In fact, there had been presidential candidates from Minnesota before. One of them was William Windom, who gave his name to the town of that name (although his home was Winona). He spent about a decade in the House of Representatives in the 1860s, then was appointed Senator after the death of Daniel S. Norton (Blegen, p. 290).

Then came the 1880 presidential election. The Republicans had two big name candidates, James G. Blaine and former president Ulysses S. Grant. And both had very large groups of delegates who disliked them. In the end, six different names were placed in nomination: Grant, Blaine, Senator John Sherman (the brother of the Civil War general), Congressman Elihu B. Washburn (who, once upon a time, had caused Grant to be appointed Brigadier General), Vermont Senator George Edmunds, and Windom (PresElectII, p. 1495).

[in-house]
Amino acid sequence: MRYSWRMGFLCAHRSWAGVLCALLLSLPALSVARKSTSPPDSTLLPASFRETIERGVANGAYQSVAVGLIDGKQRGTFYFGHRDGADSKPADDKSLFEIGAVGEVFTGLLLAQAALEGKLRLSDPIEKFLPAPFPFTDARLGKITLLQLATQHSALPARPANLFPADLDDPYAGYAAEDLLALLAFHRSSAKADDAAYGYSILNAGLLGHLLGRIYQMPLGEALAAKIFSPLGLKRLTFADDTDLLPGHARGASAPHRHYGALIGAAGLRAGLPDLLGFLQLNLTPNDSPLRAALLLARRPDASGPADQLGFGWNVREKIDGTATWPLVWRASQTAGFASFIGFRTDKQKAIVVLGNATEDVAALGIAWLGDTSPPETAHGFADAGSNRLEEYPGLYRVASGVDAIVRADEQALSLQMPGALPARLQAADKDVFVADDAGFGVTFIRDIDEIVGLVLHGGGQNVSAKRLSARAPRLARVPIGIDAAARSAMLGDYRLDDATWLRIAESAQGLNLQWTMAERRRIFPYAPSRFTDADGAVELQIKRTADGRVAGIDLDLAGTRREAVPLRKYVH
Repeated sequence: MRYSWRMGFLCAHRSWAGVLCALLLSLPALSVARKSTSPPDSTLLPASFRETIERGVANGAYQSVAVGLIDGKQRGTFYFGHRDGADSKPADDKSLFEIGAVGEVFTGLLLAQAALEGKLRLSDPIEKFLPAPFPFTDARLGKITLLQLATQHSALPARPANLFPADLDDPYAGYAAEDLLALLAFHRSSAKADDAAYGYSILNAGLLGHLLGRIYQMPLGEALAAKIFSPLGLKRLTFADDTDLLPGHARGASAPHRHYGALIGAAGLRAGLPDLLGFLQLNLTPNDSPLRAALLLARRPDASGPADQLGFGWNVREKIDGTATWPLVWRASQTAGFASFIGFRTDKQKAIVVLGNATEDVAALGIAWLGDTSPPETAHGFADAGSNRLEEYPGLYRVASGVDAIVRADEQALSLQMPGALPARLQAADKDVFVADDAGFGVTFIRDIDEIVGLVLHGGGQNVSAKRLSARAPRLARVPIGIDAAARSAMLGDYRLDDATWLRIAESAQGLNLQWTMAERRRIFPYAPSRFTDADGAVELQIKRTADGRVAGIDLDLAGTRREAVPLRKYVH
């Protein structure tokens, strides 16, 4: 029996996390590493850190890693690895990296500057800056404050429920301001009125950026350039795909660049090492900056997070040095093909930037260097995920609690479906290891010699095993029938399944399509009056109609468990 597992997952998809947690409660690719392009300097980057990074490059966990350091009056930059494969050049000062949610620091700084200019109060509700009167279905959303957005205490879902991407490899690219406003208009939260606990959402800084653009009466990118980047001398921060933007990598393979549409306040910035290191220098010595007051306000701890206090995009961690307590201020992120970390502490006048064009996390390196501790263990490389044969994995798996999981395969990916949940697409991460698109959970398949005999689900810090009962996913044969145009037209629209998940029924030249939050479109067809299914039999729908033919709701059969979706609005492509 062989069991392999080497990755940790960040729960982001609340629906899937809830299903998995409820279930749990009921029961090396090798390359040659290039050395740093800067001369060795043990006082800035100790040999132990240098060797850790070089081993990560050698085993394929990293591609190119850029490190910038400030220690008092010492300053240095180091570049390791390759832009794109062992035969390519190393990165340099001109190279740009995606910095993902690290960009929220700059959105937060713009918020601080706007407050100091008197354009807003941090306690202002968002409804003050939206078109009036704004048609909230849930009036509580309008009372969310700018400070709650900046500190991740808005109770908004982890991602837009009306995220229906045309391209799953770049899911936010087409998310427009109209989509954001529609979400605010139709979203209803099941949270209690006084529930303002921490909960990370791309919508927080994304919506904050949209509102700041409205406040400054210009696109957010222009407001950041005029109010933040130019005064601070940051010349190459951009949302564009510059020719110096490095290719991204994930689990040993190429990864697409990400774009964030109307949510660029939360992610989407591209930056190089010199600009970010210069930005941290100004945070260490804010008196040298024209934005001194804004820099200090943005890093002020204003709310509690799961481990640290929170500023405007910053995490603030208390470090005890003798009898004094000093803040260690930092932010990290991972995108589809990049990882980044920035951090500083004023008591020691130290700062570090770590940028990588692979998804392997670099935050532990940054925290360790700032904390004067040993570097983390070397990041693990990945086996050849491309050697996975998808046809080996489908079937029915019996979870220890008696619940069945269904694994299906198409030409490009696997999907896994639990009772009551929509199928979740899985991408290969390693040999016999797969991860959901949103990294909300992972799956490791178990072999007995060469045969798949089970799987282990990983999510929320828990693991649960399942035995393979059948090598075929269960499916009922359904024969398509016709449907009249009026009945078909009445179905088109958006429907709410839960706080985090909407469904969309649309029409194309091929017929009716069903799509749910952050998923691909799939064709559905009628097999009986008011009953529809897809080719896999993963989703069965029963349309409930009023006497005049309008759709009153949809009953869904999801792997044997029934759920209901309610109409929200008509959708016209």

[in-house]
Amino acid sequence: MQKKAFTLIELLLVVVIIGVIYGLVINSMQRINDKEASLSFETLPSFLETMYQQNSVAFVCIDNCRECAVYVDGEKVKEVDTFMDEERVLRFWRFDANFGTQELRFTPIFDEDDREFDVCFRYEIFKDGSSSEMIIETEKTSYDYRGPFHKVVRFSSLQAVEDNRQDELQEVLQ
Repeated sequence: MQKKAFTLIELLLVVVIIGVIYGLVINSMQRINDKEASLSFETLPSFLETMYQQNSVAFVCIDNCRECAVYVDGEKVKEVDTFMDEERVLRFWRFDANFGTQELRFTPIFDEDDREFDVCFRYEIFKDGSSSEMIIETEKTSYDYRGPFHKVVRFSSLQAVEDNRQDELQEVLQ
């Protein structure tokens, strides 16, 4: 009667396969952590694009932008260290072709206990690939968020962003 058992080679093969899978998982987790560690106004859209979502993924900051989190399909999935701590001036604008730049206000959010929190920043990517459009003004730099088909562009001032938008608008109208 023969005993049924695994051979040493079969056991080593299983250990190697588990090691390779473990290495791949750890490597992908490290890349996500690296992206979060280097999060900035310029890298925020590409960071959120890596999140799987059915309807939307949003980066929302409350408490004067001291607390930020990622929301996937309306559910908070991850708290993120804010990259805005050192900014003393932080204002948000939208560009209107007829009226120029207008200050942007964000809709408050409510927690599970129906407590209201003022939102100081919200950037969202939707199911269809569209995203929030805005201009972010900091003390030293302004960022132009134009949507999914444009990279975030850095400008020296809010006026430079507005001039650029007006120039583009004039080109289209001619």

Windom never attracted much support; a newspaper of the time called him an “honest but rather superficial and showy man” (PresElectII, p. 1494), and on the first ballot at the Republican convention, Grant had 304 votes, Blaine 284, Sherman 93, and the other three combined had only 75 votes (PresElectII, p. 1495). Obviously no one had a majority.